Following three women down a hiking trail recently, I overheard their conversation about sleep, energy, menopause, and hormone replacement therapy. One asked “Are you always tired?” The others followed: “Did you have a hysterectomy?” “Are you taking hormones?” “Natural or prescription?” “What about breast cancer – aren’t you afraid of that?” “What kind of mattress did you get?” “Are your hips sore in the morning?” “Who’s your doctor?” “Your gynecologist is a geriatric specialist, too?”
It was a lesson in the information (and occasional misinformation) we glean, as women, from sharing our most intimate stories and the fact that 21st century medical care for the post-menopausal body is still fraught with uncertainty. Even further uncertainty jumped into the news last week with the report of a small but potentially significant incidence of spontaneous fractures of the thigh bone (femur) in post-menopausal women taking anti-osteoporosis drugs such as **Fosamax, Actonel**, and **Boniva** for five years or longer.
The cruel irony of these findings is, of course, that these drugs were designed to *prevent* fractures, especially particularly costly hip fractures in aging women, by slowing the bone-weakening effects of osteoporosis. And, according to these preliminary studies, in 95 percent of patients, they do. Still, there’s this rather nasty, albeit rare, side effect for physicians to consider now, in addition to bone density, when prescribing their cures.
It is troubling that we know so little, that the prevailing message from drug company advertisements has been one of ease and convenience – free yourself from the ravages of osteoporosis with just one pill a day, a week, a month, and live a full and active life. Who knew that the drugs provide little extra benefit used five years or longer? (And what are women inclined to have brittle bones supposed to do after that?) Were these drugs not studied thoroughly or over a sufficient period of time? Didn’t the drug companies and the FDA and the medical profession learn anything from the long-term deleterious effects of some hormone replacement therapies? Does women’s post-menopausal health always take a back seat to other measures of vitality? (I’m thinking, with no little bitterness, of the phenomenal “success” of erectile dysfunction drugs, for example.)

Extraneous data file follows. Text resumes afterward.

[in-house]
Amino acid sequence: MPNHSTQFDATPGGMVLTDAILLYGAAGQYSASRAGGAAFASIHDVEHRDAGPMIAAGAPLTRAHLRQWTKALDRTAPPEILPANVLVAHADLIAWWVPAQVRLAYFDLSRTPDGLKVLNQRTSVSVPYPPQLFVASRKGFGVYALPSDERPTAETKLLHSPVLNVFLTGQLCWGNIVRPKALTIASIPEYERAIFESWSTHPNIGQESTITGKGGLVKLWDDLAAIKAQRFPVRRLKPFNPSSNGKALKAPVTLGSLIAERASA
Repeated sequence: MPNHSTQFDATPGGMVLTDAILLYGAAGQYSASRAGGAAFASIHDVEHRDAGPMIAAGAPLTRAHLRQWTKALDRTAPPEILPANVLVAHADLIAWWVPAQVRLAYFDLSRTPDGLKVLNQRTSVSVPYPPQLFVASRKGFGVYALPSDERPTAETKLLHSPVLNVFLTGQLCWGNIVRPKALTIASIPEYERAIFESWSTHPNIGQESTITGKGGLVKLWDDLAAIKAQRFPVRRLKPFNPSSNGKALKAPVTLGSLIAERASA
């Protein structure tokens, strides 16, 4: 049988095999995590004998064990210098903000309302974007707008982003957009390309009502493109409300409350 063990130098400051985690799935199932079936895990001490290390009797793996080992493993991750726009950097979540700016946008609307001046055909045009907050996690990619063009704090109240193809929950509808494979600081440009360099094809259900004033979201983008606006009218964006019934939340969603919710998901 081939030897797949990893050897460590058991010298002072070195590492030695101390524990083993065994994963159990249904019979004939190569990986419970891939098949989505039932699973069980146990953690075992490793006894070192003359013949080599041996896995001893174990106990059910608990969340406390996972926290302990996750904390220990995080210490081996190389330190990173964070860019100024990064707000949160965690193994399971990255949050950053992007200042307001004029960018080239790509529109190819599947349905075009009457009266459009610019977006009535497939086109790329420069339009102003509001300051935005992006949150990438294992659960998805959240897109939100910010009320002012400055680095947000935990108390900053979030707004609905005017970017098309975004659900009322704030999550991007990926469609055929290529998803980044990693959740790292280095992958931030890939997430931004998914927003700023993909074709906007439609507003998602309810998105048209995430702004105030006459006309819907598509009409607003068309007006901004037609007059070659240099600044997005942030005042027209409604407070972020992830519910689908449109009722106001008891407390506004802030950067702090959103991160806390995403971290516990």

I am reminded of our bodies’ profound complexities, that “miracle drug” antibiotics that cure strep or bronchitis still give you a yeast infection, and of the concomitant mandate to take care of ourselves. Re: Bone Health, this means: Good diet, regular weight-bearing exercise, recommended amounts of calcium and Vitamin D, and routine examinations by (including bone density scans) and conversations with your personal physician. And, should you be taking Fosamax, Actonel, or Boniva, check with your doctor immediately about this new risk and about how long you can expect to trust the drug to work for you.
You can go to: www.nof.org for additional information about osteoporosis.
comments powered by Disqus